Collaboration focuses on protecting children across America from effects of toxic chemicals
With the generous support of the Jonas Family Foundation, in October 2016 EWG launched the Jonas Children’s Environmental Health Initiative, redoubling EWG’s decades’ long commitment to children’s environmental health with a bold new research agenda for 2017 and beyond.
The mounting evidence connecting children’s exposures to environmental contaminants and serious, life-altering health problems continues to grow, confirming that toxic chemicals in air, water and food are having adverse impacts on the well-being of our kids. Today, children may be exposed to a wide range of environmental hazards in schools and at home: lead, asbestos, PCBs, flame retardant chemicals, chemicals in cleaning products, pesticides, and various indoor and outdoor air pollutants. EWG has been on the forefront of the fight against these threats to children’s health, empowering parents and all citizens with information on how to avoid toxic exposures in everyday environments.
The partnership with the Jonas Family Fund complements EWG’s Healthy Child Healthy World program and will extend it further, by developing model safety standards for a number of pollutants that contaminate our air, water and land. The criteria for these limits will be based solely on health impacts, and will not be influenced by the interests of polluters who discharge these contaminants into the environment.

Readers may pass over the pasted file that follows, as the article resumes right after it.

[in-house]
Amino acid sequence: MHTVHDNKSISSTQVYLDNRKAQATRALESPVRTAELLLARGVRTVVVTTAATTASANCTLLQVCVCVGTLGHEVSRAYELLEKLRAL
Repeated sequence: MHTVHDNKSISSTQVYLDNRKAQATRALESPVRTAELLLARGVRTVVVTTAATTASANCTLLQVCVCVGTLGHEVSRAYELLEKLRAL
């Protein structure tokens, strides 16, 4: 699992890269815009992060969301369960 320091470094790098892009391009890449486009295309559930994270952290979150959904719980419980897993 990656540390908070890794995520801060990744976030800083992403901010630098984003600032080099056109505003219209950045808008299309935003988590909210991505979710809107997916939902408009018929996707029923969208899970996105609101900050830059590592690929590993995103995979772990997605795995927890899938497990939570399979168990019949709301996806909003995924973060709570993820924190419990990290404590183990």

Through the Children’s Environmental Health Initiative, EWG will build on its established, game-changing research with new content and new communications strategies that will arm parents, politicians and concerned citizens with the tools and data necessary to protect current and future generations of children.
You can learn more by checking out some of our latest research below.
Environmental Protection Agency chief Scott Pruitt’s decision to scrap the Clean Power Plan is not only a complete collapse of U.S. leadership on climate change, but a direct attack on public health that will trigger tens of thousands more asthma attacks among American children, said EWG President Ken Cook.Read More
Today Gov. Jerry Brown signed into law sweeping legislation that will mean hundreds of thousands more at-risk California children would be tested for lead poisoning each year. The law will bring major improvements to a long-struggling program that researchers estimate fails to identify almost two-thirds of lead-poisoned children in the state.Read More
San Francisco could soon become the first U.S. city to prohibit chemical flame retardants in all new upholstered furniture and children’s products sold in the city, including online sales.Read More
As Congress begins debate on food and farm policy, some of the nation's top chefs gathered on Capitol Hill today to urge lawmakers to protect the nation’s most effective anti-hunger program from budget cuts.Read More
The Trump administration delayed a long-awaited update to nutrition labels on packaged food Friday, launching yet another assault in its war on good food policy.Read More